import java.awt.BorderLayout;
import java.awt.Component;
import java.awt.EventQueue;
import java.awt.event.ItemEvent;
import java.awt.event.ItemListener;
import javax.swing.DefaultListCellRenderer;
import javax.swing.JComboBox;
import javax.swing.JFrame;
import javax.swing.JList;
import javax.swing.JPanel;
import javax.swing.JTextField;
import javax.swing.UIManager;
import javax.swing.UnsupportedLookAndFeelException;

public class TestComboBox06 {

    public static void main(String[] args) {
        new TestComboBox06();
    }

    public TestComboBox06() {
        EventQueue.invokeLater(new Runnable() {
            @Override
            public void run() {
                try {
                    UIManager.setLookAndFeel(UIManager.getSystemLookAndFeelClassName());
                } catch (ClassNotFoundException ex) {
                } catch (InstantiationException ex) {
                } catch (IllegalAccessException ex) {
                } catch (UnsupportedLookAndFeelException ex) {
                }

                JFrame frame = new JFrame("Test");
                frame.setDefaultCloseOperation(JFrame.EXIT_ON_CLOSE);
                frame.setLayout(new BorderLayout());
                frame.add(new TestPane());
                frame.pack();
                frame.setLocationRelativeTo(null);
                frame.setVisible(true);
            }

        });
    }

    public class TestPane extends JPanel {

        private JComboBox cb;
        private JTextField field;

        public TestPane() {
            cb = new JComboBox(new Item[]{
                new Item("Item 1", "20"), 
                new Item("Item 2", "30")});
            cb.setRenderer(new ItemCelLRenderer());
            field = new JTextField(12);

            add(cb);
            add(field);

            cb.setSelectedItem(null);

            cb.addItemListener(new ItemListener() {
                @Override
                public void itemStateChanged(ItemEvent e) {
                    Item item = (Item)cb.getSelectedItem();
                    field.setText(item.getValue());
                }
            });
        }

    }

    public class Item {
        private String value;
        private String text;

        public Item(String text, String value) {
            this.text = text;
            this.value = value;
        }

        public String getText() {
            return text;
        }

        public String getValue() {
            return value;
        }

    }

    public class ItemCelLRenderer extends DefaultListCellRenderer {

        @Override
        public Component getListCellRendererComponent(JList<?> list, Object value, int index, boolean isSelected, boolean cellHasFocus) {
            super.getListCellRendererComponent(list, value, index, isSelected, cellHasFocus); //To change body of generated methods, choose Tools | Templates.
            if (value instanceof Item) {
                setText(((Item)value).getText());
            }
            return this;
        }

    }

}
share|improve this answer
    
thank you very much~ –  mitche027 Mar 2 '13 at 10:57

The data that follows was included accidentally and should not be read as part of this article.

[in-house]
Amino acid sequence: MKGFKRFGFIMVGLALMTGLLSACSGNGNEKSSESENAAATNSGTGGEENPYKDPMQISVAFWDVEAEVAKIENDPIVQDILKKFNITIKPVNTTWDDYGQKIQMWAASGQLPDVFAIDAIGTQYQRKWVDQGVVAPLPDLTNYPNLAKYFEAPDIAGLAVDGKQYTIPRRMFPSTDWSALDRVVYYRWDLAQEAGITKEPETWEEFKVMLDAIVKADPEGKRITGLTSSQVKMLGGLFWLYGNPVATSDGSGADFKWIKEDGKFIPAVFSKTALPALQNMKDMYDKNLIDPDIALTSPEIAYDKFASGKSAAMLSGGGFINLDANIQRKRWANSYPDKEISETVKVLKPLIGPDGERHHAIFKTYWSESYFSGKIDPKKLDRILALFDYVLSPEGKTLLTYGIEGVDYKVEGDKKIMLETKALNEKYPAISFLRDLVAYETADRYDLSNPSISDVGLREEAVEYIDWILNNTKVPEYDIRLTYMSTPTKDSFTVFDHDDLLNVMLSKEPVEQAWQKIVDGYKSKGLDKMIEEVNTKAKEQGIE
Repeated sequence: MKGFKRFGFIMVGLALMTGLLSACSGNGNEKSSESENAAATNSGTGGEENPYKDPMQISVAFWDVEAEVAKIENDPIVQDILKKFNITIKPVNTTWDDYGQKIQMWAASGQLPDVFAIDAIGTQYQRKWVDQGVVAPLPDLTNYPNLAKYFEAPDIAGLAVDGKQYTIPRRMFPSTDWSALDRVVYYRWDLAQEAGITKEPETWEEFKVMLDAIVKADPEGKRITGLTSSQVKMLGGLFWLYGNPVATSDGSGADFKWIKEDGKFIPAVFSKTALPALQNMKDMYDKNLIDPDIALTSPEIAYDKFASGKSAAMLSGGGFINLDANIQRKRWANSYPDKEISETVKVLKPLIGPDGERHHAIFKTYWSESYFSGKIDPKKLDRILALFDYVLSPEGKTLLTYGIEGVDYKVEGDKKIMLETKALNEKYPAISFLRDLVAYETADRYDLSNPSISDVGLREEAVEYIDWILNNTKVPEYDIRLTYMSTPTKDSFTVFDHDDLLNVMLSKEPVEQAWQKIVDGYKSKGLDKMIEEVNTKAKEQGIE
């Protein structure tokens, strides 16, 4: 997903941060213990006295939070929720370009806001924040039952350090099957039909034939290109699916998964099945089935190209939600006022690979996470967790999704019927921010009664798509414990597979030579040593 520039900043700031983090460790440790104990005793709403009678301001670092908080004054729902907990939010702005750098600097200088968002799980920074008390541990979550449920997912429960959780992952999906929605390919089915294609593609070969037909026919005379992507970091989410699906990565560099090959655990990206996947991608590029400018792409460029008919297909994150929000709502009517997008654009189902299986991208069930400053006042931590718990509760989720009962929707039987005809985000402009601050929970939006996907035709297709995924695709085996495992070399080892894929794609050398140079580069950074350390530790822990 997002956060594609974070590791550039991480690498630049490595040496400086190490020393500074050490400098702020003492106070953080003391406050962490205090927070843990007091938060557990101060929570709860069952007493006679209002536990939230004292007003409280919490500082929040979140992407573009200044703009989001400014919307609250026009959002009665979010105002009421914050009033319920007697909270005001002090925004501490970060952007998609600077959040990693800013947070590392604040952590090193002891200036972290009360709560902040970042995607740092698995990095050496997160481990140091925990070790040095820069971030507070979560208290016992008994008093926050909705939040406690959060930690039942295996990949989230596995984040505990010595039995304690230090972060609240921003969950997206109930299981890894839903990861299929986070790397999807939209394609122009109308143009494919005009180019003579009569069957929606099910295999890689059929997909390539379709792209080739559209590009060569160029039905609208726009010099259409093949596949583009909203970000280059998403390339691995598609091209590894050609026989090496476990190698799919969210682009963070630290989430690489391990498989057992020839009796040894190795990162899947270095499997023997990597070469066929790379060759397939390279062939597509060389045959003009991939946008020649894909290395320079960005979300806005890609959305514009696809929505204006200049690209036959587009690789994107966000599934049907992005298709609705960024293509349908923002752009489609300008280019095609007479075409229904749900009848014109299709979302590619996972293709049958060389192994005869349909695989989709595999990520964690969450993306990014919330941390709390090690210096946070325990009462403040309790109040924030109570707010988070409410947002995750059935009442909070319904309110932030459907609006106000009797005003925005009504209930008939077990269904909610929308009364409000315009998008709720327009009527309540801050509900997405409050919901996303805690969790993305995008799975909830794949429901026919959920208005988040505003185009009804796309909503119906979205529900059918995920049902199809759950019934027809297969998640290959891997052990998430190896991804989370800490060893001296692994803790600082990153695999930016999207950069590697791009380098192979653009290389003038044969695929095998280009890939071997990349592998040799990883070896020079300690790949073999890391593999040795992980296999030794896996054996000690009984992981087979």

wrapper objects with overridden toString (instead of a proper renderer) are evil - here it might appear as halfway justifyable because you seem to need another property for anothe view ... which is a home-grown problem, because the factoring of the business object is wrong, to start with: Item itself might be the business object, and its toString overridden with a complete description instead of with something relevant to a particular view ;-) –  kleopatra Mar 2 '13 at 14:22
1  
@kleopatra I totally agree, it was a fast cut due to a limited amount of time to actually code (no excuse), bad me –  MadProgrammer Mar 2 '13 at 19:49
2  
Don't forget to include the KeySelectionManager so the items in the combo box can be selected by key stroke as well. As soon as you use a custom renderer you break the default functionality of the combo box. –  camickr Mar 2 '13 at 21:44
1  
@camickr I think every implementation is different. The use of a cell render in this case (from the perspective of the OP) MAY be overkill (hard to ascertain from the question) but by using a custom object, we marry the text/view representation with that of its associated value, it makes it easier to add, change & remove elements. I also agree with kleo, toString should be used to provide stateful information about the object and renderers should be used to format the object for display. It's unlikely you would us the Date#toString value to render dates all the time –  MadProgrammer Mar 2 '13 at 22:44

Not an answer to the original question, but an example to the how-to-make-reusable and working custom renderers without breaking MVC :-)

// WRONG
public class DataWrapper {
   final Data data;
   final String description;
   public DataWrapper(Object data, String description) {
       this.data = data;
       this.description = description;
   }
   ....
   @Override
   public String toString() {
       return description;
   } 
}
// usage
myModel.add(new DataWrapper(data1, data1.getName());

It is wrong in a MVC environment, because it is mixing data and view: now the model doesn't contain the data but a wrapper which is introduced for view reasons. That's breaking separation of concerns and encapsulation (every class interacting with the model needs to be aware of the wrapped data).